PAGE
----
Alan Matarasso, M.D. ’79, clinical professor of surgery at Albert Einstein College of Medicine in New York City, has a busy clinical practice and is active in medical education and plastic surgery societies and research. He is currently president-elect of the Rhinoplasty Society, past president of the New York Regional Society, and the author of 200 scientific articles and 500 presentations.
Rony Zodkevitch, M.D. ’84, a pediatric psychiatrist with a practice in Beverly Hills, California, authored The Toughlove Prescription: How to Create and Enforce Boundaries for Your Teen, a 272-page bestseller published by McGraw-Hill. Along with teaching parents how to discipline their children with love and consistency, Toughlove also has a four-step program parents can use to reach out to their teenagers.
Ashira Johnson, M.D. ’89, is medical director for clinical research at Ovation Pharmaceuticals, a company that specializes in the biodevelopment of orphan drugs with a neurological focus. Johnson also works in the immediate care centers for Resurrection Medical Center and is host of Clinician’s Roundtable on ReachMD XM 160 on satellite radio. Johnson resides with her two sons in Buffalo Grove, Illinois.
Nathan Connell, M.D. ’07, a house staff officer in medicine with The Warren Alpert Medical School of Brown University and a resident physician with the Rhode Island and Miriam Hospitals, has been named chief resident of medicine for the 2010-2011 academic year. Connell will be pursuing a fellowship in hematology and medical oncology after finishing as chief resident.
Geeta Nayyar, M.D. ’03, is a George Washington University rheumatologist who’s joining APCO’s health policy practice as a vice president. APCO Worldwide is an independently owned global communication consultancy with offices in major cities throughout the Americas, Europe, the Middle East, Africa, and Asia. Nayyar will continue to practice rheumatology at George Washington University as an assistant clinical professor of medicine.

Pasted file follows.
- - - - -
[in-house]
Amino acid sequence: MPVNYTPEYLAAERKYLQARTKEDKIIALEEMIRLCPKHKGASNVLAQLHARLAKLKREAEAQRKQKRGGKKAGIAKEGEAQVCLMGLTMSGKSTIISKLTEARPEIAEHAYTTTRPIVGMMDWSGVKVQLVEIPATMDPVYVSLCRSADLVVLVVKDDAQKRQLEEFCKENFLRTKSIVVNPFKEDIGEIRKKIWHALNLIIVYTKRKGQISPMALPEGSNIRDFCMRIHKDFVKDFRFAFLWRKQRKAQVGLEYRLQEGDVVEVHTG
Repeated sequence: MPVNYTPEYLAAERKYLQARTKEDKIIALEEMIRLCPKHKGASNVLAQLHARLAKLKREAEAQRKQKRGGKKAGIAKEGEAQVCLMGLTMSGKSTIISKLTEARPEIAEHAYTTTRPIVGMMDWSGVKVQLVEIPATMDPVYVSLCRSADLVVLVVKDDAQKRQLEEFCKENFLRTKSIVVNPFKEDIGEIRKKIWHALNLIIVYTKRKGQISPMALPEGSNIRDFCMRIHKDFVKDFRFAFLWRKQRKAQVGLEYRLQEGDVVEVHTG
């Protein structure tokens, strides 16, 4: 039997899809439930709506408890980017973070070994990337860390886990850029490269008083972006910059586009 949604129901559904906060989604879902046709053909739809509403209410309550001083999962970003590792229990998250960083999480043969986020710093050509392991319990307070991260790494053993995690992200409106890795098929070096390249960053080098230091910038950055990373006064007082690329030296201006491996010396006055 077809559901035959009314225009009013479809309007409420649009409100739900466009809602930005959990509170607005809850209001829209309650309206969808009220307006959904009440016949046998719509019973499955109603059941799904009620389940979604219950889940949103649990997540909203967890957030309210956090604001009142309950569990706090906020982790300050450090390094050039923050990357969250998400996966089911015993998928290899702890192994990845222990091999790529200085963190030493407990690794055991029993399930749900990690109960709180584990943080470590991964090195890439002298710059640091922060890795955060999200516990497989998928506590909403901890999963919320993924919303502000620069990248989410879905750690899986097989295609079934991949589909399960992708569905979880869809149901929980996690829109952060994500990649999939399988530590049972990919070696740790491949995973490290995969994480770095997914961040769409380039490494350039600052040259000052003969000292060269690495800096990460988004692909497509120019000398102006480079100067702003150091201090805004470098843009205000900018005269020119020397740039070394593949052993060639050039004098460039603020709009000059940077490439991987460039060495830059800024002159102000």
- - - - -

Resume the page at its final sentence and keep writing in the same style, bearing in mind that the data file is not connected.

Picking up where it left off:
E. Michael Gutman, M.D. ’60, died suddenly in Orlando in April at the age of 73. A private practice psychiatrist in Orlando, Gutman started the Seminole County Mental Health Clinic in 1968. The author of several books on psychiatry and health, Gutman served as an Army captain in Vietnam. Married three times and the father of ten children, Gutman called his last wife, Donna, his “best buddy and first friend.” Gutman was buried with military honors at Woodlawn Memorial Park, in Gotha, Florida.
Stephen R. Birch, M.D. ’77, died in April while piloting his single-engine airplane off the coast of Santa Barbara County, California. An orthopaedic surgeon with a practice in Santa Barbara, Birch was born in 1947 in Ann Arbor, Michigan, the first-born son of Dr. Larry Birch and Roberta Chess Birch. Birch met his future wife, Alice, while he was in medical school and she was in nursing school; they were married for 31 years. Birch is survived by her and three sons.
Francis Ross MacMahon, M.D. ’82, died in April at Camp Lejeune, North Carolina, following a courageous six-year battle with cancer. A captain in the U.S. Navy at the time of his death, MacMahon was certified by the American Board of Anesthesiology and was a member of the American Society of Anesthesia. Commissioned a naval officer in 1978, MacMahon served as executive officer of the U.S. Naval Hospital Guantanamo Bay, Cuba, at one point in his military career. He is survived by his wife of 24 years, Julia, and three daughters.
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